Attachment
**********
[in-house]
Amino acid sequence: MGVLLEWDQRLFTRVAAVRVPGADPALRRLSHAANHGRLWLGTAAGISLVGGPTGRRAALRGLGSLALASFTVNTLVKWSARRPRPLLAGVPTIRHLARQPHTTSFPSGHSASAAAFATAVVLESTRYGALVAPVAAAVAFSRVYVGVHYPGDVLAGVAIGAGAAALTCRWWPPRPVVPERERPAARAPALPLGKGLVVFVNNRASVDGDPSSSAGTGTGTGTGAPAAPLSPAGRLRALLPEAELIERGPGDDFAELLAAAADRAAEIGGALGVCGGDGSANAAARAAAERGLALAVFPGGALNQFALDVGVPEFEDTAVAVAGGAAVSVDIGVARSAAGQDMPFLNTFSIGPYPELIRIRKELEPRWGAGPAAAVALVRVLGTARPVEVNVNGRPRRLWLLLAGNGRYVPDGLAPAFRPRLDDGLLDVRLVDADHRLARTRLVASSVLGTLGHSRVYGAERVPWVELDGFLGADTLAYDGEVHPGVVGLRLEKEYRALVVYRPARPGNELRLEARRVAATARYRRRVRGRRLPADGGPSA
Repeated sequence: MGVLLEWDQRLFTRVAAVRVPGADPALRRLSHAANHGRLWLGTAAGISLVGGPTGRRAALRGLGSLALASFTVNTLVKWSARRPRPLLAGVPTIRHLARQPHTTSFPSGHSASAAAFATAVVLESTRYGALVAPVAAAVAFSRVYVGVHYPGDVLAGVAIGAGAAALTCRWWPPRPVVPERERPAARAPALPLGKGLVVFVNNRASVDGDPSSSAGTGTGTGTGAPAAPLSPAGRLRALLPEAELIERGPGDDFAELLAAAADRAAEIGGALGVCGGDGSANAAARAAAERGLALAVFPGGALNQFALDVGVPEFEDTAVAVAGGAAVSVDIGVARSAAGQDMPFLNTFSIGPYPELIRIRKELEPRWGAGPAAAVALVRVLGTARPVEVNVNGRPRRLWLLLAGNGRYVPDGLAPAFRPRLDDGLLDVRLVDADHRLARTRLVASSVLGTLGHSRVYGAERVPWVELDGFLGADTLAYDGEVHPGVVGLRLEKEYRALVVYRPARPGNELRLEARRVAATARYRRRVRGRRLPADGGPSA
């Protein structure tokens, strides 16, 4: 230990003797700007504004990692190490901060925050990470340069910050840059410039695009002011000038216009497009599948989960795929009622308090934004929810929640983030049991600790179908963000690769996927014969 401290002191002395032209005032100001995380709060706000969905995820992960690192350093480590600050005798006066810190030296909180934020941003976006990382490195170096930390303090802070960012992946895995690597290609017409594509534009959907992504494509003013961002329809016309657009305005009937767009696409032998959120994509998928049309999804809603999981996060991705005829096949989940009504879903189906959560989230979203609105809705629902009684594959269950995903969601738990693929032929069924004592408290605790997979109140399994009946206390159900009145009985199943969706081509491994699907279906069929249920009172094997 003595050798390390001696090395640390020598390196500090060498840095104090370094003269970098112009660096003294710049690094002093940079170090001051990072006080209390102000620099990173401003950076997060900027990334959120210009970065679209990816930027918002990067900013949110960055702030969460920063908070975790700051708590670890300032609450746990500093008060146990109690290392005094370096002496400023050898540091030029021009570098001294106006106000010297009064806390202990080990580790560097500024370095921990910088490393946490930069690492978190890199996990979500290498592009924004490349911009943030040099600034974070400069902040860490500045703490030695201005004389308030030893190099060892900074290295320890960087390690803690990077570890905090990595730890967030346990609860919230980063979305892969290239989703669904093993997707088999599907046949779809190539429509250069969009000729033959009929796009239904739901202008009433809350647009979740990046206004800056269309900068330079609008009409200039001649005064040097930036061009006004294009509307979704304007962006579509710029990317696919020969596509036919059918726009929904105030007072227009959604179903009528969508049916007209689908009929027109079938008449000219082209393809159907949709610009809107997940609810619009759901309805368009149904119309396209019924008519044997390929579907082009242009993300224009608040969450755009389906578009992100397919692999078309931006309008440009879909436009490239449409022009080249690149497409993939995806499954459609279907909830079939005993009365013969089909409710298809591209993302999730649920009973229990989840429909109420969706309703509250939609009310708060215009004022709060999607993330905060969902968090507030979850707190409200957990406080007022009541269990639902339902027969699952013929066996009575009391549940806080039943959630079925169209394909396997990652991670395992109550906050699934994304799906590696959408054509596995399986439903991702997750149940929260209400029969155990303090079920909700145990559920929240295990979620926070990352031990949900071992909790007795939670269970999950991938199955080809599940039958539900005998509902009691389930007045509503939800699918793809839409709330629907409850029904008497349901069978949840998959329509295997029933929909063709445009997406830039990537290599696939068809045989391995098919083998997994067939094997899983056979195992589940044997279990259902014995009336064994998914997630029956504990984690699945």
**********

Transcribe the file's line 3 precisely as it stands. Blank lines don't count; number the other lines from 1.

Repeated sequence: MGVLLEWDQRLFTRVAAVRVPGADPALRRLSHAANHGRLWLGTAAGISLVGGPTGRRAALRGLGSLALASFTVNTLVKWSARRPRPLLAGVPTIRHLARQPHTTSFPSGHSASAAAFATAVVLESTRYGALVAPVAAAVAFSRVYVGVHYPGDVLAGVAIGAGAAALTCRWWPPRPVVPERERPAARAPALPLGKGLVVFVNNRASVDGDPSSSAGTGTGTGTGAPAAPLSPAGRLRALLPEAELIERGPGDDFAELLAAAADRAAEIGGALGVCGGDGSANAAARAAAERGLALAVFPGGALNQFALDVGVPEFEDTAVAVAGGAAVSVDIGVARSAAGQDMPFLNTFSIGPYPELIRIRKELEPRWGAGPAAAVALVRVLGTARPVEVNVNGRPRRLWLLLAGNGRYVPDGLAPAFRPRLDDGLLDVRLVDADHRLARTRLVASSVLGTLGHSRVYGAERVPWVELDGFLGADTLAYDGEVHPGVVGLRLEKEYRALVVYRPARPGNELRLEARRVAATARYRRRVRGRRLPADGGPSA